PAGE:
Buffalo vs Bison: A taxonomy lesson you won't soon forget

Buffalo vs Bison: A taxonomy lesson you won't soon forget

Do you love your grilled buffalo burgers? What if you were told that it might not have actually been buffalo? In fact, other than those brought here to raise, buffalo have never existed in America. Think this story is bogus? Keep reading.

Bison – The buffalo of Kansas

“Home on the Range,” the lyrics of the state song of Kansas, read:

“Oh give me a home; where the buffalo roam; where the deer and the antelope play…”

In truth, the “buffalo” of Western America were actually bison. Bison and buffalo are related, but not closely. There are significant differences between the two. Although they are both of the Bovidae family, they are different genera. All Bison are of the same genus, while buffalo can be of the Syncerus or the Bubalus genera. There are also several subgenera of each, many extinct and some still on the earth today.

The difference between bison and buffalo can be clearly seen when looking at their shoulders and their horns. Bison have a hump between their shoulder blades, giving them the ability to easily plow through snow during cold Midwest winters, whereas buffalo have no hump. However, the horns on a buffalo are much bigger than the bison, growing to over 6 feet with deep arcs. Bison horns are shorter and, as many a famer could attest, sharper.

American bison vs European bison

There have been many subgenera of bison in America, Europe, and Russia, but only two still remain today. The subgenus bison bison resides in North America, and there are many different types of these as well. The subgenus of the European bison is bonasus, and there is only the one type remaining today.

American “buffalo” were on the endangered species list for many years due to the intentional thinning of the herds by soldiers trying to rob the Native Americans of their livelihood. At one time there were less than 10,000 American bison left in North America. Today that number has grown to 30,000, and they are still a protected species, and many herds exist on conservations.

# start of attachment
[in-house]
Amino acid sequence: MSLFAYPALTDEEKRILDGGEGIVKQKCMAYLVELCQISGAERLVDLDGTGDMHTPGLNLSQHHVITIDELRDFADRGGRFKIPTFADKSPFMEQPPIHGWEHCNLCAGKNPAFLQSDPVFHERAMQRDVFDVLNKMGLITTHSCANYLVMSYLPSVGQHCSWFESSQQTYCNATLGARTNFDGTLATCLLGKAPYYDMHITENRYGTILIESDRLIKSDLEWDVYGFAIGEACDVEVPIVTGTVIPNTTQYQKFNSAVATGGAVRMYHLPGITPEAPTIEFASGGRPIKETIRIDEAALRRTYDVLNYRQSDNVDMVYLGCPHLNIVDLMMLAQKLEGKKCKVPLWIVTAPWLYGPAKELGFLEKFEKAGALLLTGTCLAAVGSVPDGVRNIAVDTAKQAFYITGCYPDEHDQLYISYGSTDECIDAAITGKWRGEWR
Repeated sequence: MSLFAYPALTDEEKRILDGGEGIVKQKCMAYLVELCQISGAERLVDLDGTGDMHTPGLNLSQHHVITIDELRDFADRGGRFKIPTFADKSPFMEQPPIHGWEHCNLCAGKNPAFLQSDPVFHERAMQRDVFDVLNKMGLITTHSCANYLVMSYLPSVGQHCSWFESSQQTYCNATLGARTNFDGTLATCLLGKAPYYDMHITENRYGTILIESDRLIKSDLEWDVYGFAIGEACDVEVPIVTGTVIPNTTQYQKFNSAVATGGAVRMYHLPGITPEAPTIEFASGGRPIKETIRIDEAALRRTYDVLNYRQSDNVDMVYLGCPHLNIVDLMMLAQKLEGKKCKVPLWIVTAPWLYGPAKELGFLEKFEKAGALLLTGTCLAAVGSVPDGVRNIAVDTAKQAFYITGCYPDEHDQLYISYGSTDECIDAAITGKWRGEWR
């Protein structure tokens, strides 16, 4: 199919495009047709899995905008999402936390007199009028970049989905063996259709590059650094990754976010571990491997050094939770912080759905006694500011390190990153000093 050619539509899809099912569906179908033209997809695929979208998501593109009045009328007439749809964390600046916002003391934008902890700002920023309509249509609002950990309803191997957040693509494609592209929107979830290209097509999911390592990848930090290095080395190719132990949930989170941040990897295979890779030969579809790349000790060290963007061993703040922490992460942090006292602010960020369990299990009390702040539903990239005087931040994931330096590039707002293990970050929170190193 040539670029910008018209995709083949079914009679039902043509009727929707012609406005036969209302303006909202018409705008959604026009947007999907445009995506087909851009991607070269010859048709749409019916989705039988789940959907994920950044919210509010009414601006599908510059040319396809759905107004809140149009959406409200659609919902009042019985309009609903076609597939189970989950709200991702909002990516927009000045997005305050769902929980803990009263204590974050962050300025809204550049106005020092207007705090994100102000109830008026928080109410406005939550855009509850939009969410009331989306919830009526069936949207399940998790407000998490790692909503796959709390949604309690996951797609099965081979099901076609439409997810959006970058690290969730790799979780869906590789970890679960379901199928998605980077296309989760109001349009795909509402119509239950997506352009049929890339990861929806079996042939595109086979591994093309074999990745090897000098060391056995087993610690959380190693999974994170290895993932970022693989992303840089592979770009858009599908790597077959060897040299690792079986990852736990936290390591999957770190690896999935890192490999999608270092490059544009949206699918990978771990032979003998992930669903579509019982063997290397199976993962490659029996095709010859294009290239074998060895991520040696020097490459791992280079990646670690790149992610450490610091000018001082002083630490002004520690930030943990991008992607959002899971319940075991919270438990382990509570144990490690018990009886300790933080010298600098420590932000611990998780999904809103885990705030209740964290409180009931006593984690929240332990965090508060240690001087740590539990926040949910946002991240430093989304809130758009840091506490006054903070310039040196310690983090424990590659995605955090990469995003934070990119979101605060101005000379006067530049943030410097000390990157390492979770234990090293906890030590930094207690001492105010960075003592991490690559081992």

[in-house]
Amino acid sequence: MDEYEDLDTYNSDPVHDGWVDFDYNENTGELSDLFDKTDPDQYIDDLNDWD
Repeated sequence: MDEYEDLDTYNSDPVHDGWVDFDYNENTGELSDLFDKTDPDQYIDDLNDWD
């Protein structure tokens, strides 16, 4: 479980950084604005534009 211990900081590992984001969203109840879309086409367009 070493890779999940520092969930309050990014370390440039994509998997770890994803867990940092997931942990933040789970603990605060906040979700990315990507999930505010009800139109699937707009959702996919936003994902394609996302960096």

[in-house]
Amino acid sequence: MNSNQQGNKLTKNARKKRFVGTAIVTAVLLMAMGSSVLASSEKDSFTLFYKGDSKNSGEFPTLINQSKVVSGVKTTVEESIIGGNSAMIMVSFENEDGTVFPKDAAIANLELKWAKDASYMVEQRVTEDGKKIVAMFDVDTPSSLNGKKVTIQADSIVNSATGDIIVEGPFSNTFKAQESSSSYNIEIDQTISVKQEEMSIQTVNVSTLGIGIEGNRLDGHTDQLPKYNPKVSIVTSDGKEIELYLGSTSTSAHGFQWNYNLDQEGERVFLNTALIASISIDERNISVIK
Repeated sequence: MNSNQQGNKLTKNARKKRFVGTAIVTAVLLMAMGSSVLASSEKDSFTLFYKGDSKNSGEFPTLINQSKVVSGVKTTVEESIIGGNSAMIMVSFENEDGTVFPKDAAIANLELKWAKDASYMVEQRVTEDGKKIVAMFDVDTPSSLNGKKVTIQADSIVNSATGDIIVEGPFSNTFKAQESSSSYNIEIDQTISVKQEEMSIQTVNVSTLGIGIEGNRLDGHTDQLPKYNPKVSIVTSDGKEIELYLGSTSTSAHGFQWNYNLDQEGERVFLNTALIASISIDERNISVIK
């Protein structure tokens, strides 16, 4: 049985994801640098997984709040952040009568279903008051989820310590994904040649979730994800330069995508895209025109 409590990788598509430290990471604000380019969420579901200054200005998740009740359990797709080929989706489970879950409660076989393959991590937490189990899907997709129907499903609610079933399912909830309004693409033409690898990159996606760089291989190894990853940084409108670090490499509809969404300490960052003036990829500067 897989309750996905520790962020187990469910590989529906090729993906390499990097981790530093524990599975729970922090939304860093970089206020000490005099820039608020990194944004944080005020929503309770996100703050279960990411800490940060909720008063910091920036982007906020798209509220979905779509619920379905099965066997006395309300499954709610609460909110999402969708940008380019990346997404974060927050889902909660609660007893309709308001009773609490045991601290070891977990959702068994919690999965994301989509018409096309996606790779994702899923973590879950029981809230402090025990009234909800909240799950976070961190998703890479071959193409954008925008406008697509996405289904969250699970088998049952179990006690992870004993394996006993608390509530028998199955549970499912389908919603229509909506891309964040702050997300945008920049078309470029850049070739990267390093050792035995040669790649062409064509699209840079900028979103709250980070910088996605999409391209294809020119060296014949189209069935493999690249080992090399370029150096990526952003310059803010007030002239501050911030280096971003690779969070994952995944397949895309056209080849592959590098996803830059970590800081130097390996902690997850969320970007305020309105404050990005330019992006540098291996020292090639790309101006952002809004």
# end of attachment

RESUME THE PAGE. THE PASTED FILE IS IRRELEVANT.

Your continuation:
Fun fact: You can also find American bison in Russia. This should be no surprise, as it has long been accepted that North America was populated by humans moving from Russia to the new continent via the land bridge that has since sunk beneath the ocean.

Meanwhile, European bison were almost completely wiped out. They were only brought back through careful breeding and conservation efforts. All European bison live on conservation areas, and they are highly dependent on controlled ecosystems for their survival.

Water buffalo vs Cape buffalo (and others)

Buffalo are of still of the Bovidae family, but they are of a different genus. They are usually sorted into two subgenera: Cape buffalo and Water buffalo. However, these are actually just the two most common subtypes of buffalo in their regions, namely Africa and Asia, respectively.

There are some extreme differences between the Asian and African buffalo. First, African buffalo are smaller, weighing in at around 500 to 900 kg, while Water buffalo are much larger at 700 to 1200 kg. Water buffalo have larger horns with a bigger arc.

The Water buffalo of Asia are of the Bubalus genus of Bovinae. These animals are often considered the living tractors of the East. They are used as often for transportation and ploughing as any other purpose. Even though they are of the same family and have some similarities in appearance, Water buffalo are of a completely different subgenus than African buffalo.

African buffalo encompass more than just Cape buffalo (of the Syncerus caffer). Cape buffalo are the most commonly seen in Africa, but if you go in search of ancient trees you’ll find the Forest buffalo, or Syncerus caffer nanus. If you go on safari, you might even get to see a Sudanese buffalo, or Syncerus caffer brachyceros.

You’ll also see differences between Asia and Africa as to how these buffalo are used. In Africa, buffalo are completely wild, and are usually hunted for meat and hides. In Asia, Water buffalo are mostly domesticated herds, used as much for transportation and ploughing as they are for their more baser uses.

The hoofs of the different types of buffalo vary depending on their habitat. Water buffalo exist in wetter places, and therefore their hooves have spread at the toe so that they have more support for their damp lifestyle. By contrast, the hoof of the Cape buffalo is slightly harder to withstand the rough terrain that they inhabit.

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